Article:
If you believe that it is hard to have a meaningful discussion, because it's so far removed from reality. The truth is that there is not a racist conspiracy. Machen is doing his own thing, which for a prosecutor is usually a combination of the job and ambition. Gray's illegal campaign, because of its stupid deal with Mr. Brown, who would not shut up after he didn't get the job he was promised, became exposed and, the U.S. Attorney decided to take action based on the information that it obtained. You try to make it seem like Sulaimon Brown is a party to the racist conspiracy you attempt to conjure, but he really is part of the Gray campaign that has merely malfunctioned. The Gray campaign tried to harness his volatile energy. Gray's texts to Brown show his attempts to contain the radioactivity. In the end, Brown burned his handlers. Now Gray's supporters would use a legal tactic to argue that because Brown deceived the public at the candidate forums as he was paid to do by the Gray campaign that nothing he says can be trusted. The only problem with that tactic is that the U.S. Attorney checked out his story and found major parts of it added up. He's a weird dude who wears sunglasses indoors, but he got paid by Gray's team just like he said he did.

    You also advance the argument that because Gray has not yet been charged and he has not yet been specifically connected to the grand scheme that the evidence is insufficient to call for his resignation. That's a fair point and one where you and I disagree. My standard for the proper behavior and accountability for the city's Mayor is higher than yours. If you need greater clarity on why that is, you can reread my earlier posts but in short, Gray either knew about some or most of what went on and is a very corrupt individual, or he didn't know and surrounded himself with criminals who led him down a path towards astounding acts of corruption which debase the democracy of our city. Either way he is unqualified to lead and either way he was and is still the leader of his campaign and must take responsibility for the terrible acts it committed.

  • tony

    Your efforts to defend the indefeasible are really getting to the point of being silly.

    You have come before the public to argue that a sitting Mayor of the Nation’s Capital should be removed from office based on allegations that he may have engaged in criminal conduct during his Mayoral Campaign.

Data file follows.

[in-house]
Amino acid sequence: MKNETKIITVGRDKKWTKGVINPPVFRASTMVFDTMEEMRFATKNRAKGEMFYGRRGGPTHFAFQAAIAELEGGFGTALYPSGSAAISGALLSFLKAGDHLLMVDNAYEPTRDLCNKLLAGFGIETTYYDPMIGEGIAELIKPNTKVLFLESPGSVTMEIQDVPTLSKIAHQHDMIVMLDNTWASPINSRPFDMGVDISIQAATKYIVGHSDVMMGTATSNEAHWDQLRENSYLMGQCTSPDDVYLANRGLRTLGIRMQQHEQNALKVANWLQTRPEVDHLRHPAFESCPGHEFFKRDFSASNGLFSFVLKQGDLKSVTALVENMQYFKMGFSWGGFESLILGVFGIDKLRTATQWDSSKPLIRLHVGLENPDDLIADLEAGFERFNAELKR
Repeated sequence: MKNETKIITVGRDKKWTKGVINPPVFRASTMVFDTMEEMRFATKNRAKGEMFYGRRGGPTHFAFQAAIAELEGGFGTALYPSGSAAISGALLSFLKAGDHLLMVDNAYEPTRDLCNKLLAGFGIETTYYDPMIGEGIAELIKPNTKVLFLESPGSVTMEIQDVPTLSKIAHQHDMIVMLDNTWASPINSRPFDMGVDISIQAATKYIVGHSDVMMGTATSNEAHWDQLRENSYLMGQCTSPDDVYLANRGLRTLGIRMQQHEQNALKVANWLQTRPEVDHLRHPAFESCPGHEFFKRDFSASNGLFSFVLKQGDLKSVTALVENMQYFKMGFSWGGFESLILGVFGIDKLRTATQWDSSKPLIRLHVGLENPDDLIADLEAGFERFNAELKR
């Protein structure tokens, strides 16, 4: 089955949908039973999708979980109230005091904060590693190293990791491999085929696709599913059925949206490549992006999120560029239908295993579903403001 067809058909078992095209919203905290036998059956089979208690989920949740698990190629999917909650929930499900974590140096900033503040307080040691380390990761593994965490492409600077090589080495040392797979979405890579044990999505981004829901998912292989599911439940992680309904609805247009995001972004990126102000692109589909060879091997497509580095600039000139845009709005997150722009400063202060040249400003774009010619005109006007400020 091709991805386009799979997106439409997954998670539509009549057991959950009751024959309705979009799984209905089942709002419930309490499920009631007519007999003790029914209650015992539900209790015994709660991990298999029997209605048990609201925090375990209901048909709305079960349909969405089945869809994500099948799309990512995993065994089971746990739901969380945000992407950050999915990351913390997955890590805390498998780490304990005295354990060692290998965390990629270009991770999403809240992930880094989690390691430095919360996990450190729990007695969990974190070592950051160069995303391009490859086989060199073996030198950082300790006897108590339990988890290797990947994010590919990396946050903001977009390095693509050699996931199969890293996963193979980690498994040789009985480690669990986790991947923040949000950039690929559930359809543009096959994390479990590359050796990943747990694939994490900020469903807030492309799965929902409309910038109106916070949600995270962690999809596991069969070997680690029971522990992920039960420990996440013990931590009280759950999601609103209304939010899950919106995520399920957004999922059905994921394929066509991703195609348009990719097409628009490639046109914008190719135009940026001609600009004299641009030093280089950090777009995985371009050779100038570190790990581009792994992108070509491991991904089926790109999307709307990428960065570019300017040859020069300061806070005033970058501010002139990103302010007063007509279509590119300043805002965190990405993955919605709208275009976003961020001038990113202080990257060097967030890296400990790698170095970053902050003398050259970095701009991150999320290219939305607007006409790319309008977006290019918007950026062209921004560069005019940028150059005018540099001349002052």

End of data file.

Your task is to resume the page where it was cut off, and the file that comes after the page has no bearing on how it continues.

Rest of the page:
You justify your stance by pointing out that ‘the U.S. Attorney and judicial proceedings, … have yielded information about the practices of the Gray campaign that provide the public with knowledge it can act on’. Yet, you have not identified what information was gleaned from such inquiries to justify removing Mayor Gray from office. Again, there’s not any evidence whatsoever that Mayor Gray engaged in any campaign wrongdoing, period.

    Secondly, you argue that the investigation into Gray’s campaign is free of any political and/or subjective motives. However, it’s clear that the Gray’s investigation was spurred by a minor political player in Suliaman Brown and a major political player named the Washington Post, who teamed up to launch an assault against the Gray’s Administration.

    Moreover, your point that the U.S. Attorney’s Office would have initiated an investigation into suliaman’s complaint absence of the Washington Post insistence is very speculative. Who knows what the attorney’s office would have done inference to suliaman’s complaint. I don’t have a crystal ball and nor do you.

    Furthermore, your core argument is downright insulting. You contend that even if the Mayor was not directly involved in committing any campaign violations, the fact that his campaign was associated with Suliaman Brown is sufficient to request that the Mayor be removed from office. Because as you stated ‘my standard for the proper behavior and accountability for the city's Mayor is higher than yours.’ Oh, really! Sorry to inform you but “your standard” is not the standard one is to use to strip a sitting Mayor of his job. How arrogant!

    Using your crazy argument, should we not require every police chief to resign from office when one of his cops runs afoul of the law? Should we not require a CEO to resign from his post when one of his employees commits a criminal act while on the job? Should we not require a School Boss to resign from office when a school teacher abuses a student? Should we not require a congressman or senator to resign from office when one of their staffers commits a wrongful act? You see this sort of McCarthyism of guilt by association is so unfair and silly.

    The fact remains that Mayor Gray is the sitting Mayor of the Nation’s Capital and he is doing a great job. Moreover, no one has presented any evidence against the Mayor to justify cancelling the votes of tens of thousands of black voters by removing him from office.

  • Ward 5 Registered Voter